Hubble and Galaxy Zoo find that bars and baby galaxies don't mix
Harnessing the power of both the Hubble Space Telescope and the citizen science project Galaxy Zoo, scientists from the University of Portsmouth have found that bar-shaped features in spiral galaxies accelerate the galaxy aging process.
The astronomers found that the fraction of spiral galaxies with bar features has doubled in the last eight billion years – the latter half of the history of the universe. The scientists publish their results, the first from the Galaxy Zoo: Hubble project, in the journal Monthly Notices of the Royal Astronomical Society.
University of Portsmouth postgraduate researcher Tom Melvin led the new study as part of his thesis work. He and the rest of the Galaxy Zoo science team used classifications provided by citizen scientists to select spiral galaxies across the Universe for the study. Light from the furthest galaxies has taken eight billion years to reach us, so we see them as they appeared eight billion years ago or when the cosmos was a little over half its present age. This allows astronomers to study how the characteristics of galaxies change over this time.
Many galaxies with spiral shapes (like the one we live in, the Milky Way) also have central bar-shaped features. These structures are made up of stars and the spiral arms extend from the ends of the bar.
Mr Melvin’s group studied how the fraction of spiral galaxies with bars changed over time. They found that 8 billion years ago only 11% of spirals had bars, but by 2.5 billion years ago this proportion had doubled. In the present day universe two-thirds of galaxies have bars. And the more massive the galaxy, the more likely this is to be the case.
Mr Melvin comments: “This is a really interesting result which has been made possible by the contributions of citizen scientists, who yet again are helping cutting edge astronomical research when they spend time classifying galaxies at Galaxy Zoo.”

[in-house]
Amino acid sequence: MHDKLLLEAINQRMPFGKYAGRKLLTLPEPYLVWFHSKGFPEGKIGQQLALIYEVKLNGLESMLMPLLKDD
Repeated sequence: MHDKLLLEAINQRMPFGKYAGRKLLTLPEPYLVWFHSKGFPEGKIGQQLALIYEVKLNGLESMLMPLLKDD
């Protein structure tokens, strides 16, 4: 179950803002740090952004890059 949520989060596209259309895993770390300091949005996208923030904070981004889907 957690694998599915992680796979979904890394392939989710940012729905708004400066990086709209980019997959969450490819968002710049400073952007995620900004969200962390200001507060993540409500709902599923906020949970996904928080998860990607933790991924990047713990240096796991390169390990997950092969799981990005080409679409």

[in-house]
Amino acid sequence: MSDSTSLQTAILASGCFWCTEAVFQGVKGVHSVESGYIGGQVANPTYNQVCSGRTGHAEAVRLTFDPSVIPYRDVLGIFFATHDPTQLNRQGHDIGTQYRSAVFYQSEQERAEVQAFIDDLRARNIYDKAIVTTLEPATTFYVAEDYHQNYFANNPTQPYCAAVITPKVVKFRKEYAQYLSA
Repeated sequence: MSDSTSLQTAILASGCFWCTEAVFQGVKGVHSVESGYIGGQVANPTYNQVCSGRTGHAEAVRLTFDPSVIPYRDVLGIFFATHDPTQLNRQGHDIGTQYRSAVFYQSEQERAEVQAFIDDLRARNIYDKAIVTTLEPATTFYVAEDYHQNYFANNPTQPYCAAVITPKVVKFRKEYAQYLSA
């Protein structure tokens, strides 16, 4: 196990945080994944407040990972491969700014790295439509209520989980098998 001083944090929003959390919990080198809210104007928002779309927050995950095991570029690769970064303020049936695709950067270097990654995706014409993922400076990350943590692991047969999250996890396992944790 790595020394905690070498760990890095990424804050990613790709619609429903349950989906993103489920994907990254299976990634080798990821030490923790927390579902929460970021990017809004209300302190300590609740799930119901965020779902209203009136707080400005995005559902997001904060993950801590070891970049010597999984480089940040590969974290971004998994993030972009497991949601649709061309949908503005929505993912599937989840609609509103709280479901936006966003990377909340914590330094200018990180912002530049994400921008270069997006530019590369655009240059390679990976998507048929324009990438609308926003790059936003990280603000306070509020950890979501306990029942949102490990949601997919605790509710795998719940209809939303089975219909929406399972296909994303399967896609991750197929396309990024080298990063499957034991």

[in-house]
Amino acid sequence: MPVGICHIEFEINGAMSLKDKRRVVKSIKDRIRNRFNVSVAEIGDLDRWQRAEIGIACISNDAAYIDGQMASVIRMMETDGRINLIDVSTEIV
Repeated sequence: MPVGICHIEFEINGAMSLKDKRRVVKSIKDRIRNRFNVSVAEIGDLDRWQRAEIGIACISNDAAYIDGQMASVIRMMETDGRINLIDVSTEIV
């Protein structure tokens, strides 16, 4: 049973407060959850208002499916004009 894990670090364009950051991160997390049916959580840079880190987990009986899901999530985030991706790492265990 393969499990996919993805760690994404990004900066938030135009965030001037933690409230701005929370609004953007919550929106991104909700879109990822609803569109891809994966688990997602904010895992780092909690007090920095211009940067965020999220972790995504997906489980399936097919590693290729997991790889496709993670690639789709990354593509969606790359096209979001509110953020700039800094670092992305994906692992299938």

The new work also confirms that bars signify maturity for spiral galaxies and may play an important role in switching off the formation of new stars. For some of the most massive spiral galaxies, this happened relatively early in the life of the universe.
Dr Karen Masters, also from Portsmouth University, and Project Scientist for Galaxy Zoo said, “It looks as though bars really are bad for spiral galaxies. As a bar grows in a galaxy, it is less likely to have any new stars being born and the galaxy settles down to a sedate maturity.”
Mr Tom Melvin
Dr Karen Masters
Image and caption
An image is available from http://www.ras.org.uk/images/stories/press/ngc1300.jpg
Caption: A Hubble Space Telescope image of the barred spiral galaxy NGC 1300, located 61 million light years away in the constellation of Eridanus. Credit: HST / NASA / ESA
The new work appears in “Galaxy Zoo: An independent look at the evolution of the bar fraction over the last eight billion years from HST-COSMOS”, Thomas Melvin (ICG Portsmouth), Karen Masters (ICG Portsmouth), Chris Lintott, Robert C. Nichol, Brooke Simmons, Steven P. Bamford, Kevin R. V. Casteels, Edmond Cheung, Edward M. Edmondson, Lucy Fortson, Kevin Schawinski, Ramin A. Skibba, Arfon M. Smith and Kyle W. Willett, Monthly Notices of the Royal Astronomical Society, in press.
Monthly Notices of the Royal Astronomical Society is published by Oxford University Press. The paper is available from http://mnras.oxfordjournals.org/content/early/2014/01/16/mnras.stt2397
A preprint is available from http://arxiv.org/abs/1401.3334
Notes for editors
The Royal Astronomical Society (RAS, www.ras.org.uk), founded in 1820, encourages and promotes the study of astronomy, solar-system science, geophysics and closely related branches of science. The RAS organizes scientific meetings, publishes international research and review journals, recognizes outstanding achievements by the award of medals and prizes, maintains an extensive library, supports education through grants and outreach activities and represents UK astronomy nationally and internationally. Its more than 3500 members (Fellows), a third based overseas, include scientific researchers in universities, observatories and laboratories as well as historians of astronomy and others.
Galaxy Zoo: Hubble was the third phase of the citizen science project Galaxy Zoo (www.galaxyzoo.org). Running from April 2010-August 2012 it collected classifications for more than 80,000 galaxies observed by the Hubble Space Telescope, and more than 85,000 volunteers participated in this phase. Overall Galaxy Zoo (which originally launched in July 2007) has collected classifications from hundreds of thousands of volunteers for more than 1 million galaxies. It continues to be popular with the public, currently hosting new images from the Hubble Space Telescope, the Sloan Digital Sky Survey and the UK Infrared Telescope Digital Sky Survey, and is now part of the Zooniverse; a collection of more than 20 similar projects across all areas of science.